A time series analysis of passenger rail demand in major Australian citiesEconomic Analysis and Policy
AbstractThe paper uses cointegration and error correction approach to examine train passenger boardings in four major Australian cities. It suggests that demand is highly price inelastic, thereby implying that a decrease in fare would not lead to a rise in total revenue, although it could lead to a rise in patronage to some extent. City population and number of kilometres run are the most influential determinants. This is both encouraging and challenging, especially because the Australian urban population is steadily rising and the system is already supply-constrained, particularly in peak periods. The study also suggests that private vehicle and rail travel are at best weak substitutes and, in some cases, are possibly complements. Passengers have fewer options in the short run, while, in the long run, they may respond more comprehensively to changes by changing their personal circumstances.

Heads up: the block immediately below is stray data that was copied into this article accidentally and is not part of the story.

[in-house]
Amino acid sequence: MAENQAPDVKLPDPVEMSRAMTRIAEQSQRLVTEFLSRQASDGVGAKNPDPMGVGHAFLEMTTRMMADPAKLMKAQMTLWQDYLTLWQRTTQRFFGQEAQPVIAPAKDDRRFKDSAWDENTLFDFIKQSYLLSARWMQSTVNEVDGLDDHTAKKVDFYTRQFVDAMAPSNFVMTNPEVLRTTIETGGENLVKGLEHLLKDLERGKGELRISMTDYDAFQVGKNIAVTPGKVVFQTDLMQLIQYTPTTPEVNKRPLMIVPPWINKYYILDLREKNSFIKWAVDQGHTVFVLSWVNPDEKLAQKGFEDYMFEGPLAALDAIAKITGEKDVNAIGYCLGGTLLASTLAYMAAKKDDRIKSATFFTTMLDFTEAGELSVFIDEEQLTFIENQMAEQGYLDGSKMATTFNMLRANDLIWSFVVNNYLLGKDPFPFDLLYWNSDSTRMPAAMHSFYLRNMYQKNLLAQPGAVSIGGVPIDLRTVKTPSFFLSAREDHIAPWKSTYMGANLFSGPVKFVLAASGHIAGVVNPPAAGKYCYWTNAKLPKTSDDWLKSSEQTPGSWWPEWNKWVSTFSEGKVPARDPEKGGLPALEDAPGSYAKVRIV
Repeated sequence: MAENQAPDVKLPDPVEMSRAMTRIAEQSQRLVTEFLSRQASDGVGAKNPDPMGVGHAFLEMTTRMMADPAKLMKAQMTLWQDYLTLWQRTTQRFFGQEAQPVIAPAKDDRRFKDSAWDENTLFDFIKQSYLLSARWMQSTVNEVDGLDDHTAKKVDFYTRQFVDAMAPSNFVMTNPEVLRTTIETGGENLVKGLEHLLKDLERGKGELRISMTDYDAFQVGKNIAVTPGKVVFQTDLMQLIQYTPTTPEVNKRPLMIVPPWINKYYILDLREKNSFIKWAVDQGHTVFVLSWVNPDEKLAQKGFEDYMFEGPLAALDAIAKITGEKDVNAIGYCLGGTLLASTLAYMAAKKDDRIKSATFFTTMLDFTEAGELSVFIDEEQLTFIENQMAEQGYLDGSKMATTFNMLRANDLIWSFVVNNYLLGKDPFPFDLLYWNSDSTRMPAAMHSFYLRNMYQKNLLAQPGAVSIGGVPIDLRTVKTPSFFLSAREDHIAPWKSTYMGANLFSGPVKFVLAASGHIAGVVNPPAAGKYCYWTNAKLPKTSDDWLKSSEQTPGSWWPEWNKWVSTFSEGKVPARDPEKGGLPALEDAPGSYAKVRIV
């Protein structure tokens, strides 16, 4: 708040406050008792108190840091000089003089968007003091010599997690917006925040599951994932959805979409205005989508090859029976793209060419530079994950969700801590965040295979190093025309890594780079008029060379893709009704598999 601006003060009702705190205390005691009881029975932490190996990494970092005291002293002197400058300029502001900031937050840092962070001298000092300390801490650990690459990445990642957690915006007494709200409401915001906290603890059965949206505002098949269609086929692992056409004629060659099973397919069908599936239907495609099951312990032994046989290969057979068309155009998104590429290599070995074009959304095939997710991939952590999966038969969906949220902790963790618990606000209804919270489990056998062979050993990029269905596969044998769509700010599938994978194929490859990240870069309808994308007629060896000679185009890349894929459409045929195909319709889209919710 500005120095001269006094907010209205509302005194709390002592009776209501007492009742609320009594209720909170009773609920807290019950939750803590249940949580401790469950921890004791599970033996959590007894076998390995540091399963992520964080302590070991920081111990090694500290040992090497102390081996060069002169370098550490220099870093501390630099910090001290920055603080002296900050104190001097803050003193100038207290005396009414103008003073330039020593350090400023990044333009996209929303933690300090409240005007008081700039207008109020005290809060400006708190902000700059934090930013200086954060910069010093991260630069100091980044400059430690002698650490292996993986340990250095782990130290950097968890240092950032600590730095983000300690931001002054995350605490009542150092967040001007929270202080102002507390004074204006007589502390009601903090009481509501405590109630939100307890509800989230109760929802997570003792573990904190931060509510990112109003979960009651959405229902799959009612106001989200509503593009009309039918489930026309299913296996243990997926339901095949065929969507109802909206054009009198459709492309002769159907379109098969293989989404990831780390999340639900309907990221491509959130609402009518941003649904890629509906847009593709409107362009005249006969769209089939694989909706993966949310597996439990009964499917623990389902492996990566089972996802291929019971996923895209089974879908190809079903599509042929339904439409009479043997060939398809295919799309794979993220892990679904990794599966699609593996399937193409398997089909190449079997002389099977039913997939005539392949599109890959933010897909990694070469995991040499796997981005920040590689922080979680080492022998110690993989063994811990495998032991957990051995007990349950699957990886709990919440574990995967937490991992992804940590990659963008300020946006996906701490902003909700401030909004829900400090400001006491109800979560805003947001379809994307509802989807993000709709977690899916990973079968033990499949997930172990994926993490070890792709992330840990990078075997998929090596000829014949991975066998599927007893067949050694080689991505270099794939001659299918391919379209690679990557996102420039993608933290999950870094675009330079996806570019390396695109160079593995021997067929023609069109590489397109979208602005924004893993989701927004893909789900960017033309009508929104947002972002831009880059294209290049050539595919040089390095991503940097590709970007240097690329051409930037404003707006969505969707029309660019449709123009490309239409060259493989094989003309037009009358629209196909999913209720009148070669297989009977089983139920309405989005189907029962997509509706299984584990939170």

Wijeweera, A, To, H, Charles, MB & Sloan, K 2014, 'A time series analysis of passenger rail demand in major Australian cities', Economic Analysis and Policy, vol. 44, no. 3, pp. 301-309.
Published version available from: